Bundled into my toasty warm clothing, I shiver while looking at the outside temperature gauge registering a frigid 29 degrees. Can you imagine having to brave these freezing temperatures with only one set of clothes? Likely the same clothes that were also worn during the warm days of summer? It can and does happen every night right here in our own community, to those who find themselves homeless and without a safe and warm place to turn in at night. These women and children have fallen through the cracks. It’s this group that is the most difficult to find shelter for.
When the Lighthouse Mission, one of our local homeless shelters found themselves full, they reached out to collaborate with two local churches in an effort to provide emergency cold weather shelters. The respective pastors, Rick Qualls of the Fountain Community Church and Chris Eltrich of Lettered Streets Covenant Church, have teamed up to provide overnight, safe, warm places for our most vulnerable to eat and sleep during the ongoing freezing temperatures.
Since the two churches operate out of the same space, they decided to turn to their members to help the women and children by providing a hot and comforting meal and helping them get settled in for a safe and warm night’s slumber. Soon, other churches including St. Brendan’s Anglican, First Presbyterian, Bellingham Covenant and North side Community Church joined these two pastors’ efforts. Together they now serve 25 women and children nightly from 7:30 p.m. to 7:30 a.m. The homeless population currently stands at 800+. On its own, it’s a sobering figure, but when taken 25 at a time, it’s possible to make a life changing impact.
There are 127 volunteers from these six churches but there is still a need for more help. All volunteers must go through a background check and take a one and a half hour orientation. If you’ve ever wondered if you alone can make a difference in this world, be assured you can and now is your chance. You are needed! Both Pastor Rick and Pastor Chris expressed to me that extending a helping hand to these folks in need has made them feel more comfortable in their community. By serving, they have personally gained and been served.
Both Pastor Rick, a soft spoken father and grandfather, and Pastor Chris, a young, quietly enthusiastic father of three youngsters, impressed me with their action based ministry efforts and obvious caring natures. Taking care of the homeless in situations that could mean life or death is action based and deeply needed.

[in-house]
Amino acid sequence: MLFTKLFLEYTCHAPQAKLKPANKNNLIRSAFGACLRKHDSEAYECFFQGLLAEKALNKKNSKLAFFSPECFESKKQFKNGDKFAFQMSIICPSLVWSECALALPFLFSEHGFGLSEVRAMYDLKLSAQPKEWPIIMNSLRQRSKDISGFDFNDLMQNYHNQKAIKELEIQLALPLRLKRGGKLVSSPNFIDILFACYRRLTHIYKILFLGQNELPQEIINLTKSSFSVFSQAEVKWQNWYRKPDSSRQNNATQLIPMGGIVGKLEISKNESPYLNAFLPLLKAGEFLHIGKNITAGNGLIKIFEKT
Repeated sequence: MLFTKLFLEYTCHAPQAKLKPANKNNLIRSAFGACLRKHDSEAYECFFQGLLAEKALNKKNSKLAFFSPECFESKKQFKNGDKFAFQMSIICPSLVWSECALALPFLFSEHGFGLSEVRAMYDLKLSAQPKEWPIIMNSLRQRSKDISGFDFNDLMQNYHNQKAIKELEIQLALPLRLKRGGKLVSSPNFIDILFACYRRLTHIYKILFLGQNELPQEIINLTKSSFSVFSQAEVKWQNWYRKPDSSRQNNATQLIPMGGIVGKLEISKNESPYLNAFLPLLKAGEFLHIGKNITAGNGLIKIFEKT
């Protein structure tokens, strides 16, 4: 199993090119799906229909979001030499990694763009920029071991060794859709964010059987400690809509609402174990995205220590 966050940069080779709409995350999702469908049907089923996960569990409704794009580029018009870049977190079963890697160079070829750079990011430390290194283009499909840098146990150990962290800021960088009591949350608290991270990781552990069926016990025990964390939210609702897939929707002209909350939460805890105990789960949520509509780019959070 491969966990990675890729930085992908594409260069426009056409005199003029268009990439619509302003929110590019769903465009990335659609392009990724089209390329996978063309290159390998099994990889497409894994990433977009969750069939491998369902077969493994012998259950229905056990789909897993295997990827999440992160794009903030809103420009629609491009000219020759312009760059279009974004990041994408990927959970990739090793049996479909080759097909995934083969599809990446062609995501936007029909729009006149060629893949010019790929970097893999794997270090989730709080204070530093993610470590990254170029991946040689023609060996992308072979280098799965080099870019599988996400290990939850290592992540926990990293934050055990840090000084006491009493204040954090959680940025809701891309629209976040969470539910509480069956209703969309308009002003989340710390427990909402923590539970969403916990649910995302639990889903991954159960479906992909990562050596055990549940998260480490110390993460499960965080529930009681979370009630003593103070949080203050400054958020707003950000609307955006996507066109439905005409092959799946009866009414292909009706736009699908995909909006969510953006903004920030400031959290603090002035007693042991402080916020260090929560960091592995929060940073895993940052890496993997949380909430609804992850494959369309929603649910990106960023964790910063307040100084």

The pastors told me stories of some of the women who sought refuge this season. One, a young woman, said she was pregnant. On her third night at the shelter she went into labor and was taken to the hospital where she gave birth. This child could have been born outside in freezing temperatures. Another resident, a hard boiled 71 year old, was living in her van, suffering from a multitude of health issues including cancer. She had raised her six children as a single mom and was on her way to Alaska but felt that if not for being taken in at the church’s shelter, she might well have died from exposure while camping out in her van. She was extremely grateful for being taken in and is convinced she could have died alone without anyone knowing had the shelters not been available to her.
Both pastors explained that the women and children coming in for overnight, emergency services are then given the opportunity to connect with other community services, such as medical care and longer term housing. For some, this is their only contact with such opportunities.
Both men are making a concerted effort to ensure that the shelter doesn’t negatively impact the neighborhoods surrounding their churches. They understand that it’s important that their neighbors feel safe. So quietly, they go about the business of helping those that life has not been kind to. This is why they’ve primarily asked their parishioners to provide volunteer services rather than advertise for assistance.
But, as you might imagine, it takes a lot of time and effort to coordinate all these volunteers, and in order to help keep their volunteers able to keep on keeping on, it’s helpful to have assistance. The City of Bellingham is covering the cost to pay for two helpers to do all the scheduling and coordination of volunteers.
At the moment, they have supplies like laundry soap and toiletries but are always grateful when community members can help contribute to food costs. If you’d like to help out these churches, please contact Pastor Chris Eltrich at Lettered Streets Covenant Church or Pastor Rick Qualls at Fountain Community Church.
For volunteering opportunities contact Gavriele at email@example.com